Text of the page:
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Candy Fun

More CandyNow all this cotton candy is fine and dandy, but we mustn't forget about those other tantalizing candies long forgotten - or maybe not forgotten? Let's see if you can guess this first one - it's covered in caramel, sometimes nuts or small candies and is eaten from a stick or popsicle stick. If you said caramel apples, you're correct! Caramel apples have been a favorite for many years, despite the sometimes difficult task of keeping one's face from getting sticky. The best part about these is that despite the outer covering of caramel and candies or nuts, the inside is still just a plain, healthy apple. A perfect treat for the kids. Caramel apples are simple to make - in fact, the easiest way is to buy some individually wrapped caramels (about a 14 oz bag), get about 2 tablespoons of milk, 6 apples and 6 popsicle sticks. Just put the sticks into the bottom of the apples, near the core. Put the milk and caramels into a bowl and microwave for 2 minutes, stirring only once. Let it cool, but not too long. Then roll the apples in the caramel until they're evenly coated. You can also optionally roll the apples into nuts or small candies (such as Nerds).

Nearly everyone has had taffy - or "salt water taffy" as it was originally called. You'll be vastly relieved to know that it's really not made from salt water, in fact the only salt it contains is about a teaspoon in a batch.
Maybe you'll be surprised to learn that this candy had become a craze in Atlantic City (thanks to Joseph Fralinger) during the late 19th century. This craze caught the attention of Enoch James who gave Fralinger a bit of competition, thus starting a "taffy war" in Atlantic City. The two eventually made a company of sorts - James' and Fralinger's.

Popcorn anyone? Popcorn has been around for many centuries but didn't get popular until 1890. About this time, popcorn began to bring in enough of an income to make it worth growing. Until this point, individual families had grown their own, or bought from neighbors. Caramel corn though became popular at the World's Columbia Exposition, held in Chicago of 1893. Two brothers (Frederick and Louis Rueckheim) decided to cover popcorn in molasses - "candied popcorn and peanuts." It eventually evolved to be Cracker Jack. Adding to the light-hearted nature of this tasty treat, prizes are in every box - in fact, their slogan was "A prize in every package." I'm sure some of you remember getting a box of Cracker Jacks just for the prize inside - I know I begged my mom to get me a box. I think I ended up with a spinning top or something silly in that box.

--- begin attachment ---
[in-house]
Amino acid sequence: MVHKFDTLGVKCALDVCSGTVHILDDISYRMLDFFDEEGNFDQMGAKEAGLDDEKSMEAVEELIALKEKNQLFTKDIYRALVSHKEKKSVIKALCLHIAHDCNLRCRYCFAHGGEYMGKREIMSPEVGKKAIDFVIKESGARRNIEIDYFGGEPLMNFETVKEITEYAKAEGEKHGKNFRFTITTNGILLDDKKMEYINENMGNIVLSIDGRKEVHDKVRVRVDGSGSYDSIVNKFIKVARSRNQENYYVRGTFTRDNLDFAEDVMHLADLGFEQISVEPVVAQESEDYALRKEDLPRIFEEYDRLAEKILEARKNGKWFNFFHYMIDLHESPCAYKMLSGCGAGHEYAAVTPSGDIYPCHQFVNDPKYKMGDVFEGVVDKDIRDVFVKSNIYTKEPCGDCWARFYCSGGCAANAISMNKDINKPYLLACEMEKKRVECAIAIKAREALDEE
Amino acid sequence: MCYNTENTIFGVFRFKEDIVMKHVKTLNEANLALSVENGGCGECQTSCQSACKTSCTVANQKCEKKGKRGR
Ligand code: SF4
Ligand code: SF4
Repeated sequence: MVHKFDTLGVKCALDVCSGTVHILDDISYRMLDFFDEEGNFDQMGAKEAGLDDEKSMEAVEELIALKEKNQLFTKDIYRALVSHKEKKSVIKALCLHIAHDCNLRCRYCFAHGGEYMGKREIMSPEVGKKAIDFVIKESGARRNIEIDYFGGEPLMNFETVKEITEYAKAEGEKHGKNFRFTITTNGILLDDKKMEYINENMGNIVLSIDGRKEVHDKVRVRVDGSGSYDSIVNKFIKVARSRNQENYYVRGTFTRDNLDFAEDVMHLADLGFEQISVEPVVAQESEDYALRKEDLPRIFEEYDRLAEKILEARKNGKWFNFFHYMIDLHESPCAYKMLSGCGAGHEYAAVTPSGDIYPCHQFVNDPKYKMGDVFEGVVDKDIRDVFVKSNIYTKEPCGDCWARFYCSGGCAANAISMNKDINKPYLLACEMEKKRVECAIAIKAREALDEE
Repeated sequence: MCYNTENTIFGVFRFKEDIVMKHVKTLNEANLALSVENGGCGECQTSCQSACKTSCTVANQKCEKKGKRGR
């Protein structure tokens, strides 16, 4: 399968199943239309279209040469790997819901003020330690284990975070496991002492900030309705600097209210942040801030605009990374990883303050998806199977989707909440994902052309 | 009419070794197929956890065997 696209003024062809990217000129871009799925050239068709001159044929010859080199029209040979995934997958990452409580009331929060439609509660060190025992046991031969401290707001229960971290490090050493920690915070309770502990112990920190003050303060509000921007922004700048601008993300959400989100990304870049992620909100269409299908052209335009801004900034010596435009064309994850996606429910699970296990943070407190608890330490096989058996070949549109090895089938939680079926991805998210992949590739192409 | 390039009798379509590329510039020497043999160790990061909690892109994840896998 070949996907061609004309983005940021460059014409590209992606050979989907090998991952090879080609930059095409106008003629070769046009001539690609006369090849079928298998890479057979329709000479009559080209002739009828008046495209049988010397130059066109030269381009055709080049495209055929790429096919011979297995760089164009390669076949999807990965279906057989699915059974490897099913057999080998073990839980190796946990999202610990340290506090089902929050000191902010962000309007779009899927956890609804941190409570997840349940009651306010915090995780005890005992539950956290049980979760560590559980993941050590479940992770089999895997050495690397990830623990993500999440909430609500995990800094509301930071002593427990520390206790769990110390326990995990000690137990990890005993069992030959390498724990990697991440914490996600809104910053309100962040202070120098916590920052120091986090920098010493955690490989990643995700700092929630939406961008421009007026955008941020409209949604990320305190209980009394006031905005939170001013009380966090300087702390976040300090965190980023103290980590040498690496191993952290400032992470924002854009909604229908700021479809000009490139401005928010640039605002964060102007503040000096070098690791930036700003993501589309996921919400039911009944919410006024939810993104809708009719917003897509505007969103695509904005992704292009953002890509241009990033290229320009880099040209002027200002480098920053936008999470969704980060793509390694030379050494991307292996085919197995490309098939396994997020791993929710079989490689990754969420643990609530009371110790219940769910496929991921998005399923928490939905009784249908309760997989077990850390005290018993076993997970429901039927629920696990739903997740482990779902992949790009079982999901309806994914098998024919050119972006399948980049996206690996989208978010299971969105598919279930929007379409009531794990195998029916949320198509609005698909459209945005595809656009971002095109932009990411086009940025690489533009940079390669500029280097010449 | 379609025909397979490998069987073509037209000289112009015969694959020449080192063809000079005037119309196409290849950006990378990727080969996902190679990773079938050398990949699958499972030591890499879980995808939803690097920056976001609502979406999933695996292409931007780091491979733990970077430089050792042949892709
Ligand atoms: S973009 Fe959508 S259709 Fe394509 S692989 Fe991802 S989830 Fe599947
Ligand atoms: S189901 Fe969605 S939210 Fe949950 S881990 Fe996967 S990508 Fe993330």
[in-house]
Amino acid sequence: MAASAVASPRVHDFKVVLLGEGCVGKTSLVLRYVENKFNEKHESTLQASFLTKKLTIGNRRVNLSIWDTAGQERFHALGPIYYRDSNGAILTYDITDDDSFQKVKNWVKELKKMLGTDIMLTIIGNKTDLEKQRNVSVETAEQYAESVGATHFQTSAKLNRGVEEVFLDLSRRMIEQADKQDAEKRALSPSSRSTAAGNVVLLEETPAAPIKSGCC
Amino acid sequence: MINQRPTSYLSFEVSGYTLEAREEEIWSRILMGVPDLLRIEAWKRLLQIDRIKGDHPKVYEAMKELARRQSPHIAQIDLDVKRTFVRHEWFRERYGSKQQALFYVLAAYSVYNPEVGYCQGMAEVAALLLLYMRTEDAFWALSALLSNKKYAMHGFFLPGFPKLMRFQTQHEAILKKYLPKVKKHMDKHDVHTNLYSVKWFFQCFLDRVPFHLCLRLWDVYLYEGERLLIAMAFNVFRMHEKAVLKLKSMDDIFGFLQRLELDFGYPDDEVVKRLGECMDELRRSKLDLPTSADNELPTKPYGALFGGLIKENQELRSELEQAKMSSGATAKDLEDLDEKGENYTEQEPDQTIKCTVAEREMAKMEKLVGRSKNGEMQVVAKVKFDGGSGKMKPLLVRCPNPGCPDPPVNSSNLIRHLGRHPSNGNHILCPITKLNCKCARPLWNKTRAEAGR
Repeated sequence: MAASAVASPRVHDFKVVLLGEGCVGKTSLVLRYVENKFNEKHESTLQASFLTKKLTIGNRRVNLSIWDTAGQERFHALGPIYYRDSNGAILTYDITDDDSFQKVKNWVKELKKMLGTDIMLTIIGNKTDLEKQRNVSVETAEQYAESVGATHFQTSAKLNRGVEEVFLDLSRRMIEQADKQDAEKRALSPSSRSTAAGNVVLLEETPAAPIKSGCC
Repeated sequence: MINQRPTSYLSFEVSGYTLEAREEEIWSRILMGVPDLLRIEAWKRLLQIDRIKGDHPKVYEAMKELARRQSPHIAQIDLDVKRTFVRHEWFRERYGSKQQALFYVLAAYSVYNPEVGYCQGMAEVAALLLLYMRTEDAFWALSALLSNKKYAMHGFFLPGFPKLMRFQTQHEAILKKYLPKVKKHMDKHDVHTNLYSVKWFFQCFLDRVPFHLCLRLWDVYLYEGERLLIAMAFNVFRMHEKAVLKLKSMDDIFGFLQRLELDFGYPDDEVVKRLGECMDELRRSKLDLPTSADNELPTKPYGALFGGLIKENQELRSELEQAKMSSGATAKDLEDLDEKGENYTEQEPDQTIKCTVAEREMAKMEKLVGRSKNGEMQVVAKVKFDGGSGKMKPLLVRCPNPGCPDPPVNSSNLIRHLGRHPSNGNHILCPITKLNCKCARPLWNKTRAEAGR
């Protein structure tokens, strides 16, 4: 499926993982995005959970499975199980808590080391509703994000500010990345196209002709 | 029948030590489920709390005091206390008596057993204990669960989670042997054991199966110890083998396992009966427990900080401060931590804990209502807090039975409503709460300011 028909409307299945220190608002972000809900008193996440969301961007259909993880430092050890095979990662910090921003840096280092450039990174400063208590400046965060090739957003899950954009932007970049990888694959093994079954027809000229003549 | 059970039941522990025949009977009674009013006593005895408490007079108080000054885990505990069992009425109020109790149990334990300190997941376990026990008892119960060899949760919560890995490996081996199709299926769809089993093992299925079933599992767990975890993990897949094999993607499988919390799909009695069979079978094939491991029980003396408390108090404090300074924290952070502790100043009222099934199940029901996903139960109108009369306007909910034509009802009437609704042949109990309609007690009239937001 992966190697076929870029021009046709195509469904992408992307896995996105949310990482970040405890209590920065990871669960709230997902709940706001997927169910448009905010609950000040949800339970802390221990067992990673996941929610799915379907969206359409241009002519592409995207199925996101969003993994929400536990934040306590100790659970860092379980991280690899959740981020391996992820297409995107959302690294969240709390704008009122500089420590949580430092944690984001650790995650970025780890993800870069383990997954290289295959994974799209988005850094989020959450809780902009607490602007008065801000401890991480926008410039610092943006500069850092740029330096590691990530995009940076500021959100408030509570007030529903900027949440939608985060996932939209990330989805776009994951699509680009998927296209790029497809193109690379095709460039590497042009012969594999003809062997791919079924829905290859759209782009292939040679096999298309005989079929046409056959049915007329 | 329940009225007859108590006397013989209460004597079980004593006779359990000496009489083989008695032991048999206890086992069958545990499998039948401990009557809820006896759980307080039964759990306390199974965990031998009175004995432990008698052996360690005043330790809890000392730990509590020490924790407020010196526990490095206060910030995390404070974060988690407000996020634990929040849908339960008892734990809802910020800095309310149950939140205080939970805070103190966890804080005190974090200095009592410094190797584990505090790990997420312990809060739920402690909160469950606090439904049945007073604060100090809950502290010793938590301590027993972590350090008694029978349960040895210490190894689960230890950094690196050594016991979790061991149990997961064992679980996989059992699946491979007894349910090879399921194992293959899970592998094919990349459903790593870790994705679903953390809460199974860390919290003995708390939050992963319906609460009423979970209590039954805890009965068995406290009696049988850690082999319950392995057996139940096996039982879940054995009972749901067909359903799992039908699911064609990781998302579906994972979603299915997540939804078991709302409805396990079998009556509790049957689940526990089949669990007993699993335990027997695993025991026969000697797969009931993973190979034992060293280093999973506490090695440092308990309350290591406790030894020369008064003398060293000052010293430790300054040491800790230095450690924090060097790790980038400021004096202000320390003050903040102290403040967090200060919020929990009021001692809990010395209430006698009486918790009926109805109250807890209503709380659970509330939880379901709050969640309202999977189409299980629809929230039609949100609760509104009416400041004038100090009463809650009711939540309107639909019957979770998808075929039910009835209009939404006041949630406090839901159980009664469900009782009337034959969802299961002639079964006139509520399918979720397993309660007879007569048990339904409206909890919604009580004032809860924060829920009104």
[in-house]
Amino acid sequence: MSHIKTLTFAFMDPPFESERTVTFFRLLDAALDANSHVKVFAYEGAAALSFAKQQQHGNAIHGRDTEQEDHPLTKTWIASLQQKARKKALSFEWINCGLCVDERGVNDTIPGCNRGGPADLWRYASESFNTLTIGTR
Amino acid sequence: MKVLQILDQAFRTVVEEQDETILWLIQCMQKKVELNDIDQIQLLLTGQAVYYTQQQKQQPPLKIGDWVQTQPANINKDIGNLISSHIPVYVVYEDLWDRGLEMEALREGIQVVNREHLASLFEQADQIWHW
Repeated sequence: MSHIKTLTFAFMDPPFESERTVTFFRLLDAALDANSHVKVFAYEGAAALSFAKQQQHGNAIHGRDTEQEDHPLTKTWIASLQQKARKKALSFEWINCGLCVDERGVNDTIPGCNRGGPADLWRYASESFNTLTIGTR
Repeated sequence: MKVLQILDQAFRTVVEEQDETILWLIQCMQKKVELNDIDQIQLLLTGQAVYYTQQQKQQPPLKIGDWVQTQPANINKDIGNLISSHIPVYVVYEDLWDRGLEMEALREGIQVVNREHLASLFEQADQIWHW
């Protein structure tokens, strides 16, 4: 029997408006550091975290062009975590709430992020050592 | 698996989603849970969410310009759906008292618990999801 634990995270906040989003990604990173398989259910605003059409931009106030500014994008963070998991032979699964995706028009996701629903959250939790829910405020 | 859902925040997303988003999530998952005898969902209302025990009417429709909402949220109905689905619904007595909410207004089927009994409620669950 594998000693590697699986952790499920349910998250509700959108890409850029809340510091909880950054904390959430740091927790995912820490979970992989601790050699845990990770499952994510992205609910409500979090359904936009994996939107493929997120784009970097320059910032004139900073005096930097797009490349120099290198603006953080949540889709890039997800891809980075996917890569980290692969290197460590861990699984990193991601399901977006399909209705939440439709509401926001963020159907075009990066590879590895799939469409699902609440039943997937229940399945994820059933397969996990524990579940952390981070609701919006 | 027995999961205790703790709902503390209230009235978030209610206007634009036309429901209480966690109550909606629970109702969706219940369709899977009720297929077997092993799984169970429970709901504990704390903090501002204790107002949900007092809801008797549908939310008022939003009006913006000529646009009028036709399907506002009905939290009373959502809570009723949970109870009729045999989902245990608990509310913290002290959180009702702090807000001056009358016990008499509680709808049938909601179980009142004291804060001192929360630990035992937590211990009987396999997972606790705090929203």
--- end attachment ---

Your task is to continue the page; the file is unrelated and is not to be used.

Have you ever puzzled over those strange peanut shaped marshmallow-like candies that are orange? Chances are that you aren't the first to do so - nor the last. Circus peanuts are a baffling thing and many can't figure out why they're even still around, and more to the point, who likes these things? They were invented in the 1800's as a seasonal candy at penny stores. Beyond that, however, nobody knows much about them. What's more, is that people can't decide whether they taste better soft or stale, nor can they figure out why they're orange but banana flavored. They're a simple thing to make though - merely sugar, gelatin, corn syrup and artificial flavor. Whatever your opinion on these bizarre things, the circus peanut remains one of the most mysterious candies around - you simply have to try one, it's almost as if they compel you to do so!

Jelly beans. Oh, jelly beans! What exactly is a jelly bean you may ask? I've been asking myself that question for many years, among others, and I never got the urge to find out until recently. Well, to put it simply, there's a bunch of odd things including sugar, corn syrup, food starch, beeswax (or carnauba wax) and flavoring/coloring, each dependent on what flavor and color you'd like for your jelly bean to be. No amount of searching would provide me with a recipe for this Easter confection. Though you can find a fair amount of "recipes" for Jelly Belly jelly beans - like mixing two flavors together to create a new flavor. For example, pop a cotton candy flavored jelly bean and a lemon flavored one and you'll end up with pink lemonade!

Last but not least, licorice. Yes, licorice. They make handy straws, but what is it really? In truth, licorice is actually a root - a very sweet root. Some say it's 50 times sweeter than sugar, others say it is 150 times sweeter than sucrose. Licorice is sweet due to a certain molecule called glycyrrhizic acid. A large number of non-candy items contain licorice, such as medicines, herbal supplements, gum, drinks, tobacco and cough syrups. The technical name for licorice is Glycyrrhiza glabra and is found in many European, Middle Eastern and western Asian countries. The acid comes from the roots of a woody-rooted plant that has feathery leaves and light blue-violet flowers. If made on a smaller scale, licorice is made by filling molds with corn starch and then a hot syrup containing the licorice is poured in and allowed to cool. After that, it's given a glaze and packaged. For larger scale production, a process called rope extrusion is used. In this method, the extract is boiled with other ingredients until it reaches the correct temperature, then color and flavor is added and cooked slowly until it's dough-like. Then it is placed into an extruder and forced out of tiny holes, producing a rope of licorice.

Written by : Linda Fri, 11 Aug 2010

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